Banks Trade & Supply Chain Business Under Silent Attack


Why banks should care about new models of open account trade credit?

Banks have developed trade and supply chain finance capabilities to service the open account trade flow. For the most part, the success here has been limited, as banks typically serve only one side of the transaction and have limited structured data outside of purchase order and invoice data.

As Jason Busch commented recently, “A new era of capabilities brought forth by the rise of purchase-to-pay (P2P), order-to-cash (O2C), e-invoicing and supplier/business networks combined with third-party capital sources is challenging the existing bank ecosystem in the trade financing area.” Jason called it the comet coming.

Much of what the banks have done is little more than offer PO and invoice matching services, sometimes automated and sometimes manual. These have led to various receivable and payable offerings. Much of this started back in the late 90s, when TradeCard burst onto the scene with a SaaS collaborated model for international purchase to pay (note TradeCard was merged into GT Nexus by their common private equity partner in 2013). Banks scrambled to catch up, and either built PO – invoice matching capabilities themselves, or used vendors. Most notable was S1 (since acquired by ACI Worldwide) and CGI.

CGI offers a SaaS solution to banks called Trade360, and claims 20 out of 50 of their products are oriented towards open account. It is attempting to help banks move beyond traditional products to support a range of seller and buyer centric solutions, including pre-export financing, receivables finance, receivables management and a supplier portal for sellers to participate in approved payable finance programs with their buyers. Other vendors selling solutions to banks to do this include Misys, China Systems, Surecomp, Temenos, and a few other regional players.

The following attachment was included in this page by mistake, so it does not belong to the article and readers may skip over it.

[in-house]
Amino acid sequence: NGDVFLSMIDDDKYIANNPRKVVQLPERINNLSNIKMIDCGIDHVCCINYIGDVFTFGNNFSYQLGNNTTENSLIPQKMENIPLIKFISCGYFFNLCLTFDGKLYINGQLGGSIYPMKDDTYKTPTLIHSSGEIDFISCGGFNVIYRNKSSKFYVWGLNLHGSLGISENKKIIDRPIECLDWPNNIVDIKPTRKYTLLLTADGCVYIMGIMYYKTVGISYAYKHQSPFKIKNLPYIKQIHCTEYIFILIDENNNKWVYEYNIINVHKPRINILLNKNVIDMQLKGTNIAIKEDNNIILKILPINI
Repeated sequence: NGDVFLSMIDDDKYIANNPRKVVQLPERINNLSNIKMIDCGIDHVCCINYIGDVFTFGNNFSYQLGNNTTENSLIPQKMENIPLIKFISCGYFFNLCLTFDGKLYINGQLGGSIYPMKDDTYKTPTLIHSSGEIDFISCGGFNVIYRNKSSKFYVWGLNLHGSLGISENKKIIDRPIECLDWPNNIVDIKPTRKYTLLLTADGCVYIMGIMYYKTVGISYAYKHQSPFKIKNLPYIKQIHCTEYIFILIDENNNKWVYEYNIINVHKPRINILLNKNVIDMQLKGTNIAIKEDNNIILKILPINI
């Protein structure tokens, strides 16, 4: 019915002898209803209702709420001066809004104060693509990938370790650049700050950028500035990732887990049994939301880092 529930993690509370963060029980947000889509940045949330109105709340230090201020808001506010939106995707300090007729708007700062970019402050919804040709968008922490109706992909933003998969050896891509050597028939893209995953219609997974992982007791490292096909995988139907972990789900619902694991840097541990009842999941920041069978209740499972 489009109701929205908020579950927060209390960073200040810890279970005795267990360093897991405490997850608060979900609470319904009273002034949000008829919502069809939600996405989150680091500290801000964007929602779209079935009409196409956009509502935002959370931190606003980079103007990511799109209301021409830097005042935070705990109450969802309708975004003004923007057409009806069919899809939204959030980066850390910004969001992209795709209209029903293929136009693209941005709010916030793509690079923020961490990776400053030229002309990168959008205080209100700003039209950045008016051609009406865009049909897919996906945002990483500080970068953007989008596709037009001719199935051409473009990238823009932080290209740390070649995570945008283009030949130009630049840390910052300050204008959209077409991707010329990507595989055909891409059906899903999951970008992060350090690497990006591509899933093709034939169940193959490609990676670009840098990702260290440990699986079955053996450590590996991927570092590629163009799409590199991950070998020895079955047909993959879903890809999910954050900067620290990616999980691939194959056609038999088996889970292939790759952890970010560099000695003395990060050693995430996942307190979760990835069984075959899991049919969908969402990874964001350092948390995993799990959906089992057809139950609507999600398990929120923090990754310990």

Both Union Bank and ANZ are now making integrated receivables available to corporate sellers. Integrated receivables enables corporate sellers to reduce the time and effort involved in reconciling payments to invoices by enabling a bank to automatically match consolidated incoming payments to invoice data provided by customers. Union Bank has started a pilot project with integrated receivables and plans to use it across its geographic footprint in the US.

But banks only see content from one side of the relationship. This is a big problem, as networks have a major advantage here with both buyer and seller data. Banks may claim to offer buyers a portal to capture purchase orders and invoices, but they do not have the sophisticated structured data that can match against agreements and POs, invoices, etc.

The other challenge is that many of the larger corporates on the payable side have already moved to some e-invoicing or e-procurement application with some of the leading vendors like Basware, Taulia, Ariba, etc. Recent announcements from the likes of Exxon (Basware), GE (Tungsten), and Siemens (Tungsten) to automate transactions for their global business and suppliers has proved this out.

So where does that leave the banks? Where banks may have a fighting chance is with the middle market, where the banks combination of relationship lending, invoice automation, cash management, payment, and finance enables middle market customers to use just one vendor for this functionality.

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